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Description of studies in discovery and replication study
Methodological consideration related to genome-wide interaction studies
In utero smoke exposure GWIS - Details on the 27 SNPs in the discovery sample with a Pvalue<10-4
Childhood tobacco smoke exposure GWIS - details on the 31 SNPs in the discovery sample with a
Data from nine individual studies were included in two meta-analyses: a meta-analysis on the
interaction between single nucleotide polymorphisms (SNPs) and in utero smoke exposure and a
meta-analysis on the interaction between SNPs and childhood smoke exposure (Table E1, Online
Repository). All cases and controls were of European descent and two studies had a family structure.
We focused on childhood onset asthma, because this disease has a strong genetic background
interacting with environmental exposures. Childhood onset asthma was defined as asthma diagnosed
by a doctor before the age of 16 years, which is consistent with the definition in the GABRIEL
consortiumE1. In utero tobacco smoke exposure was defined as ‘exposure to maternal tobacco
smoking at any time during pregnancy’. Childhood tobacco smoke exposure was defined as ‘exposure
to passive tobacco smoking at any time from birth until 16 years of age’. Details on the outcome and
exposure definition for the individual studies are provided in the Tables E1 to E4 (Online Repository).
Genotyping and quality control
Genotyping was carried out using the Illumina Human610 quad array ( at CEACentre National de Génotypage, Evry, France. Details on the genotyping method have been described
previously.E1 We restricted our meta-analyses to SNPs fulfilling the following quality control criteria in
each study: genotype missing rate <3% in cases and controls, minor allele frequency >5% in controls
and consistency with Hardy-Weinberg equilibrium in controls (P-value>10-4). Samples were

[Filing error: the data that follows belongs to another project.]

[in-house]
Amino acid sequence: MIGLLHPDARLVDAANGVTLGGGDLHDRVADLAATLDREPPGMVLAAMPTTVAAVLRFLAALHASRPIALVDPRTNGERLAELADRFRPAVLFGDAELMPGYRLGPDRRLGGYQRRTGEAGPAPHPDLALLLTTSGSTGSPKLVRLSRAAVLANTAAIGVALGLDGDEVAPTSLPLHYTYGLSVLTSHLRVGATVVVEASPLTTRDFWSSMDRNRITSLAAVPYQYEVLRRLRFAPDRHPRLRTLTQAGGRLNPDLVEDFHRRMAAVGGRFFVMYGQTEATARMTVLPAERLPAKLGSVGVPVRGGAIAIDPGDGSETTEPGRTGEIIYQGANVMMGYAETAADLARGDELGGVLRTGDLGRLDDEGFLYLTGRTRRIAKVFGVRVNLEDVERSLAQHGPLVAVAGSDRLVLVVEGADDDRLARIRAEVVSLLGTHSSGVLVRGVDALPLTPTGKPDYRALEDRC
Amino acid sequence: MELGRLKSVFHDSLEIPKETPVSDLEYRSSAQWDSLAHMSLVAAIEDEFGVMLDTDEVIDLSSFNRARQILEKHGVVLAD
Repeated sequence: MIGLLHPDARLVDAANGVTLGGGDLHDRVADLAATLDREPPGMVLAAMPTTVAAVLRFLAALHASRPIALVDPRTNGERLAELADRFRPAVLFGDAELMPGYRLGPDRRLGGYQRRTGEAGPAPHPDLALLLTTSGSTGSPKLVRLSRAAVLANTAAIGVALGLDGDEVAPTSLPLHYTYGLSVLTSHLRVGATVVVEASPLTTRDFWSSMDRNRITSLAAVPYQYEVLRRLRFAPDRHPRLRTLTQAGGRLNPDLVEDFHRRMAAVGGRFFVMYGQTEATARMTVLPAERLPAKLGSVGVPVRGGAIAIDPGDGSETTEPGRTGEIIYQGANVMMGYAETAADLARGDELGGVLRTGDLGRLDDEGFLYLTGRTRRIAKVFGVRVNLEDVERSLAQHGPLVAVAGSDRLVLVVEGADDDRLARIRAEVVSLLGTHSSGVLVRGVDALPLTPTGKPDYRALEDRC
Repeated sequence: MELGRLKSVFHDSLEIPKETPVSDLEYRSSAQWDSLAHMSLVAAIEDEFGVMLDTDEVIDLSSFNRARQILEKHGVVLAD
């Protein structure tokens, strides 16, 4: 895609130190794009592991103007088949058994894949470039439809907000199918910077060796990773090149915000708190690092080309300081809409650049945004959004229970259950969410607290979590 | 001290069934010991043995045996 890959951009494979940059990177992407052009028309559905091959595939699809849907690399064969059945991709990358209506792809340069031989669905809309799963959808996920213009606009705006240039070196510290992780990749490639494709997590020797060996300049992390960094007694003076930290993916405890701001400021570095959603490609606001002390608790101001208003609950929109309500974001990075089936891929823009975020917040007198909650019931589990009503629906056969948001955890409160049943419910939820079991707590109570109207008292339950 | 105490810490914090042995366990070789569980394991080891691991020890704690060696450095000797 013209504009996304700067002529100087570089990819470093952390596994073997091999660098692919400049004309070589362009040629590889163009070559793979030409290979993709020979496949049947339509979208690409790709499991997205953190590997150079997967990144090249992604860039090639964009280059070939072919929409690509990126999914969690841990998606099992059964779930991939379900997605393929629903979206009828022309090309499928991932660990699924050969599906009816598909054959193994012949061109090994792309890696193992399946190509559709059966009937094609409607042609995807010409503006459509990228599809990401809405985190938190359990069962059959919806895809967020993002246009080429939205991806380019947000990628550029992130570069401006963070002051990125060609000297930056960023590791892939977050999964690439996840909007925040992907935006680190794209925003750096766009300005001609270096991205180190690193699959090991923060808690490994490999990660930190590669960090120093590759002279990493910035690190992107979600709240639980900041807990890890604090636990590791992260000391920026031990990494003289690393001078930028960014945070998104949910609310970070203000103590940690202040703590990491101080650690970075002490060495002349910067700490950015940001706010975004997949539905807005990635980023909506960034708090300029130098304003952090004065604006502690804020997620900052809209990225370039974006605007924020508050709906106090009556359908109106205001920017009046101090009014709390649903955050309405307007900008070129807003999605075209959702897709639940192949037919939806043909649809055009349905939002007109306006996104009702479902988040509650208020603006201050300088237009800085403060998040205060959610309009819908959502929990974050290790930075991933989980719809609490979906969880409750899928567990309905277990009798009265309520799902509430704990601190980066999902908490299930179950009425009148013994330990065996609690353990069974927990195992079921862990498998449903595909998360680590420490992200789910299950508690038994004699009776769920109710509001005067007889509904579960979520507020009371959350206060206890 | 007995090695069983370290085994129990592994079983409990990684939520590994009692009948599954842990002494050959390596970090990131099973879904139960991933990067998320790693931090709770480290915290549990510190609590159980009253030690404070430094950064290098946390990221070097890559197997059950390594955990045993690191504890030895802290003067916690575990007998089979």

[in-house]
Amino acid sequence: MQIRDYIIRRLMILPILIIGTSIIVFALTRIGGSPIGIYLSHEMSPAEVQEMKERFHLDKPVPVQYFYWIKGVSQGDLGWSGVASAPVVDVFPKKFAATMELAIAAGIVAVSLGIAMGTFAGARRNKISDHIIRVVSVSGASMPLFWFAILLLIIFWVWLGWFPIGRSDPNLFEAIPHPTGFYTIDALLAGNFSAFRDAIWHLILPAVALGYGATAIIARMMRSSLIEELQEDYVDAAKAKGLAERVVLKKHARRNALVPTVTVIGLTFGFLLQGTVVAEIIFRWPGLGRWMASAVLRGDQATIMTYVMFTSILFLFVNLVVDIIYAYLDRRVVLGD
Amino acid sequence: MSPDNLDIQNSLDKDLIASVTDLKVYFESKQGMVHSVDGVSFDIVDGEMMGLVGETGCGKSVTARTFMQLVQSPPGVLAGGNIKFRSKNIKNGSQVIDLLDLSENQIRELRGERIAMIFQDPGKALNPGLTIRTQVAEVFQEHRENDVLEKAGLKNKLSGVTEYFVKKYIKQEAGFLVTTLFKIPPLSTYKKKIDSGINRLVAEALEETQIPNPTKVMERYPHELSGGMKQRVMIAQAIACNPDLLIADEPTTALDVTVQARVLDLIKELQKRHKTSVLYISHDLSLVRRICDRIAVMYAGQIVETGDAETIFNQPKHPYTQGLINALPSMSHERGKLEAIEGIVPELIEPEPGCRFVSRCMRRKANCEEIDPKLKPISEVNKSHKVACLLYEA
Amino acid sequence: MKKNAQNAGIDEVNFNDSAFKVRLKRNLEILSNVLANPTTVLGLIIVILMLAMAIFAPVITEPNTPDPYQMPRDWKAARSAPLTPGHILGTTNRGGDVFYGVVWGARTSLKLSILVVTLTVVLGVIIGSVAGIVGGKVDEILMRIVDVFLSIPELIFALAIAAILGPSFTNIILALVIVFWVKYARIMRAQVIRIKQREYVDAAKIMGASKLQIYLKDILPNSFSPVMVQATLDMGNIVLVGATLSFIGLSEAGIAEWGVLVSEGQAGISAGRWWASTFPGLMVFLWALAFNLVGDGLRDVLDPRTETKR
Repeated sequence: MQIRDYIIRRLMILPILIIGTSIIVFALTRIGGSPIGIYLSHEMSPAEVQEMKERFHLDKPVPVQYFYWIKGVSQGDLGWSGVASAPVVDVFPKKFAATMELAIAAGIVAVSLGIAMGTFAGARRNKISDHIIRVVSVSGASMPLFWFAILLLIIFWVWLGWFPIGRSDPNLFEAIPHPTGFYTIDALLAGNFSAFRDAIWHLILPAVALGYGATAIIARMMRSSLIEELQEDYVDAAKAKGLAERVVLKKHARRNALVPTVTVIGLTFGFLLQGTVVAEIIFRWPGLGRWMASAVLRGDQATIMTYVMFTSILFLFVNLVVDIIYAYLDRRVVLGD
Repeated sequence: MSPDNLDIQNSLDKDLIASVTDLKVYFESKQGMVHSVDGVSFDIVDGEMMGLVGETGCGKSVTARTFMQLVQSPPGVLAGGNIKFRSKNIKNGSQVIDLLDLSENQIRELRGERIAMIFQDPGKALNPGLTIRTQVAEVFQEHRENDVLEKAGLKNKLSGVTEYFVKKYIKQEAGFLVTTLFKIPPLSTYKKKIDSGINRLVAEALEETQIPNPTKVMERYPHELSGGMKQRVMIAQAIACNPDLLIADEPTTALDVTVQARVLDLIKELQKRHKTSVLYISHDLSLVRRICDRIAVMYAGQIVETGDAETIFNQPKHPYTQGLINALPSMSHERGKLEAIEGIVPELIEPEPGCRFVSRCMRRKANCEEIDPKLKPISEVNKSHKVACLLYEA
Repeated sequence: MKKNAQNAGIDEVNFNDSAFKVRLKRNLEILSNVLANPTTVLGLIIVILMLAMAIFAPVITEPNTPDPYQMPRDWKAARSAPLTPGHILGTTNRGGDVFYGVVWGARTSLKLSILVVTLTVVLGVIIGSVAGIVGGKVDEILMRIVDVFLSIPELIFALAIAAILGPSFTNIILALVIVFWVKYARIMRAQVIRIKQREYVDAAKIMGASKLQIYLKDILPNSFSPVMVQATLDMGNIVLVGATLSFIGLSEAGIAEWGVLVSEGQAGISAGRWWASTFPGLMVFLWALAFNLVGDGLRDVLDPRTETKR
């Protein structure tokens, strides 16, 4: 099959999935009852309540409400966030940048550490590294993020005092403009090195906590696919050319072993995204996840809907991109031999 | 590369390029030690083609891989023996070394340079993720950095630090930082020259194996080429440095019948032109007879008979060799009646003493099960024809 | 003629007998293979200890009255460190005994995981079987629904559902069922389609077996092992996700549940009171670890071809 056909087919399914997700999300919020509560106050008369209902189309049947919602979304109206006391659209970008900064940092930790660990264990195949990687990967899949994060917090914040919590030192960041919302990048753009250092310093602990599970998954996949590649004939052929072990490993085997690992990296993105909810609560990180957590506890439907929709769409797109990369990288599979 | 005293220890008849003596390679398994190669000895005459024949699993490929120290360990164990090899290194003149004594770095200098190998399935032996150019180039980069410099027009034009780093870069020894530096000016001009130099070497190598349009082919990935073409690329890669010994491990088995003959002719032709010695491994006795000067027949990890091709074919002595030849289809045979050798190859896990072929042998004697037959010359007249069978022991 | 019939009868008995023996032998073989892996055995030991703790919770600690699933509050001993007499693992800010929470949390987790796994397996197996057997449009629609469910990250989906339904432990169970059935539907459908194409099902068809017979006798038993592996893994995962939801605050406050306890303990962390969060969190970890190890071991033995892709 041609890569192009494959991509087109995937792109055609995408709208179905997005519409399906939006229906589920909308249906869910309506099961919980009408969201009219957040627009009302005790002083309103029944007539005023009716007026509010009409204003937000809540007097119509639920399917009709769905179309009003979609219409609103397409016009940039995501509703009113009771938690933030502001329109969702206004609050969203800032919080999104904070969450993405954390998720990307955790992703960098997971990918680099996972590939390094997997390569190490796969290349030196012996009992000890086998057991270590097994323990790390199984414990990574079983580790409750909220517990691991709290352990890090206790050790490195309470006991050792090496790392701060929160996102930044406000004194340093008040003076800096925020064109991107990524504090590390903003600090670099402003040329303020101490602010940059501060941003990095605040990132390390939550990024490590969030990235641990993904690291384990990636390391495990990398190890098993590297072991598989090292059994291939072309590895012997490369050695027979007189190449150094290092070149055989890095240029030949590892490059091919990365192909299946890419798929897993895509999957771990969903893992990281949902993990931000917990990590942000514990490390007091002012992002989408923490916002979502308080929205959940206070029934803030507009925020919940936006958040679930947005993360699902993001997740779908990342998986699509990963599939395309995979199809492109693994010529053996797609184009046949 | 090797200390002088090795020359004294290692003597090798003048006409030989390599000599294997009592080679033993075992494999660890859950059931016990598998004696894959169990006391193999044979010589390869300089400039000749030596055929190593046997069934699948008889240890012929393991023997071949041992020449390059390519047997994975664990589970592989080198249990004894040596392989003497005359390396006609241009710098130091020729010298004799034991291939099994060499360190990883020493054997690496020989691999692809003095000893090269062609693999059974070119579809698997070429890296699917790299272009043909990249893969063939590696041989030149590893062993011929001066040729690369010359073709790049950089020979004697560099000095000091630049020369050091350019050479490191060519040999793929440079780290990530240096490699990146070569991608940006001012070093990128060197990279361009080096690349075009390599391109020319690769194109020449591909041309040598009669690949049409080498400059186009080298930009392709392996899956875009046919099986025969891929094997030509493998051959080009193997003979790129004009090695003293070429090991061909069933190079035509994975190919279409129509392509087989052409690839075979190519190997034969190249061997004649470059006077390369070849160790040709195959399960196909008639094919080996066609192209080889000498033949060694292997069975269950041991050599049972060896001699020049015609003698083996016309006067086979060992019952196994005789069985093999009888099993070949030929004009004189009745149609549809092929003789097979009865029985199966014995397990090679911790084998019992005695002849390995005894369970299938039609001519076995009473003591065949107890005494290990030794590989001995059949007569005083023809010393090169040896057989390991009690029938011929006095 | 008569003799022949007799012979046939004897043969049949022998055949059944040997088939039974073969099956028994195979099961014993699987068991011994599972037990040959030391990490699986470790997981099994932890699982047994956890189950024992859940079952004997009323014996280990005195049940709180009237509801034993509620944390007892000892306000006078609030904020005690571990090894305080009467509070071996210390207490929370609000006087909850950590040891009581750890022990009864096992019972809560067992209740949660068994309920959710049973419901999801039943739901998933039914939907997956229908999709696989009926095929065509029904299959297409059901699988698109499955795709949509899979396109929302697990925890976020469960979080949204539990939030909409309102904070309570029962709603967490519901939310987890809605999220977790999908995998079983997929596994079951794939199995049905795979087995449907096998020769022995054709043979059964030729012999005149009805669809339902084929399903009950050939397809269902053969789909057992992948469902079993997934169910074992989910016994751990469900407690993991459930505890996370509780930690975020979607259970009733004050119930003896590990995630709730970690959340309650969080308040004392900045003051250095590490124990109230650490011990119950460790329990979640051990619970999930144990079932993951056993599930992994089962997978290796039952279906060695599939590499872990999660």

considered with >95% genotyping success rate. We excluded putative non-European samples,
identified using EIGENSTRAT2.0 software.
Statistical analyses
The effects of in utero tobacco smoke exposure and childhood tobacco smoke exposure were
analyzed separately. All individual studies were analyzed using a logistic regression model containing
the genetic effect, the effect of tobacco smoke exposure and an interaction term indicating the
interaction between the genetic effect and tobacco smoke exposure. This way deviation from a
multiplicative model is tested. Gender, age and informative principal components for within-Europe
diversity were included as covariates. For the studies containing family data, a cluster variable
indicating the family relations was included. An additive genetic model was fitted to the data. For the
discovery meta-analysis, we meta-analyzed the estimate of the interaction term of the individual
studies. We calculated pooled interaction odds ratios (ORint) and 95% confidence intervals (CI)
assuming a fixed effect model and a random effect model. A test for heterogeneity between studies
was based on the Cochran’s Q statistic. We selected SNPs with an interaction P-value <10-4 based on
the fixed effect model, and without heterogeneity (P-value Q-statistic <0.05) for follow-up in a
replication set. Genome-wide significance would be reached at a P-value <9.3*10-8 with the number of
SNPs tested. Our threshold for further follow-up was an arbitrary chosen P-value of <10-4 based on
the number of SNPs meeting that threshold to select SNPs for the replication study. The selected
SNPs were tested in a replication study consisting of four independent studies (Description of studies
see Tables E1 to E4, Online Repository) and we meta-analyzed these in the combined set of
discovery and replication cohorts as well. The effect of the selected SNPs among exposed and
unexposed separately was also calculated in a stratified analysis. Analyses were conducted using
Plink 1.07E2 and RE3. For annotation and inspection of linkage disequilibrium (LD) patterns
WGAviewerE4 was used. A network analyses was performed for the SNPs with the largest interaction
effect using GeneMANIA algorithm ( to inspect a possible common pathway.
Description of studies in discovery and replication study
British 1958 birth cohort (B58C)
The 1958 British birth cohort is an ongoing follow-up of persons born in Britain during one week in
1958 ( At age 44-45, a full biomedical examination was performed
from which DNA samples were prepared for use as a nationally representative reference series for
genetic case-control studies.E5 About half of the cohort members with a history of asthma ascertained
at any age up to 42 years, and a similar number of non-asthmatic controls, were included in the